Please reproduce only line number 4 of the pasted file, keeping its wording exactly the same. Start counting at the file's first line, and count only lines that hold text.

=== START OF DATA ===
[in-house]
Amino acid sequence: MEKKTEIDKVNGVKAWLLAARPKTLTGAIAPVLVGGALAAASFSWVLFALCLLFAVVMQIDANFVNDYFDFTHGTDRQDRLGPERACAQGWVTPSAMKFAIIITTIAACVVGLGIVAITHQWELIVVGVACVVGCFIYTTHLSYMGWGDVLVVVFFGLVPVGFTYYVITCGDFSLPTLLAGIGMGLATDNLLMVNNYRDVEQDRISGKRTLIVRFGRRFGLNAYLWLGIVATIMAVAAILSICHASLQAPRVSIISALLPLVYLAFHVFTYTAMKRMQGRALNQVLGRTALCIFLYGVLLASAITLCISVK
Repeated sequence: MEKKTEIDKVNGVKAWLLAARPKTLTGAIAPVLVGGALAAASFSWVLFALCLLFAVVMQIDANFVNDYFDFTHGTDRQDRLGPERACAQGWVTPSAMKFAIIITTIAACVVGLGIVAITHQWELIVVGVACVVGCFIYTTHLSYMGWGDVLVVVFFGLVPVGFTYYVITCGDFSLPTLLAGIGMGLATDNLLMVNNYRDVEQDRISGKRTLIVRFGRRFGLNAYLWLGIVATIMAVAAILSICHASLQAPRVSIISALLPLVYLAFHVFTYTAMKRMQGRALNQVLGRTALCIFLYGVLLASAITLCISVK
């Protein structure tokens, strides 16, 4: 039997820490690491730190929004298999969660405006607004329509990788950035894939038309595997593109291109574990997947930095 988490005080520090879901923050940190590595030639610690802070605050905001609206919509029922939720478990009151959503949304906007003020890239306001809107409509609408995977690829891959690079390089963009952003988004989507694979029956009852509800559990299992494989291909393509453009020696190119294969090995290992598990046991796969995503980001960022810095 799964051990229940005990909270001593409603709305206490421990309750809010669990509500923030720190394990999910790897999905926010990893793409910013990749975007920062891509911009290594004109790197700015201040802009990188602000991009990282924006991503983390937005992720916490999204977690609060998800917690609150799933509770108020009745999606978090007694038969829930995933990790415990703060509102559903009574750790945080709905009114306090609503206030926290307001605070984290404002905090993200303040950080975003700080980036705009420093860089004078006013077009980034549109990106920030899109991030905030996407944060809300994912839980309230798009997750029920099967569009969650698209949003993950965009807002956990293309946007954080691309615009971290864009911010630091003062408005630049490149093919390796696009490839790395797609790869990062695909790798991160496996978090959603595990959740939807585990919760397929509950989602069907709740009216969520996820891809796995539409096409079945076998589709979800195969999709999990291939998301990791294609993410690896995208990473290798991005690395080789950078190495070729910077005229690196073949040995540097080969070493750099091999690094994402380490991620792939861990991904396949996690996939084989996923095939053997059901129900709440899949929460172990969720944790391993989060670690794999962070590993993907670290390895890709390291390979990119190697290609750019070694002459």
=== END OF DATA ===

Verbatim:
């Protein structure tokens, strides 16, 4: 039997820490690491730190929004298999969660405006607004329509990788950035894939038309595997593109291109574990997947930095 988490005080520090879901923050940190590595030639610690802070605050905001609206919509029922939720478990009151959503949304906007003020890239306001809107409509609408995977690829891959690079390089963009952003988004989507694979029956009852509800559990299992494989291909393509453009020696190119294969090995290992598990046991796969995503980001960022810095 799964051990229940005990909270001593409603709305206490421990309750809010669990509500923030720190394990999910790897999905926010990893793409910013990749975007920062891509911009290594004109790197700015201040802009990188602000991009990282924006991503983390937005992720916490999204977690609060998800917690609150799933509770108020009745999606978090007694038969829930995933990790415990703060509102559903009574750790945080709905009114306090609503206030926290307001605070984290404002905090993200303040950080975003700080980036705009420093860089004078006013077009980034549109990106920030899109991030905030996407944060809300994912839980309230798009997750029920099967569009969650698209949003993950965009807002956990293309946007954080691309615009971290864009911010630091003062408005630049490149093919390796696009490839790395797609790869990062695909790798991160496996978090959603595990959740939807585990919760397929509950989602069907709740009216969520996820891809796995539409096409079945076998589709979800195969999709999990291939998301990791294609993410690896995208990473290798991005690395080789950078190495070729910077005229690196073949040995540097080969070493750099091999690094994402380490991620792939861990991904396949996690996939084989996923095939053997059901129900709440899949929460172990969720944790391993989060670690794999962070590993993907670290390895890709390291390979990119190697290609750019070694002459």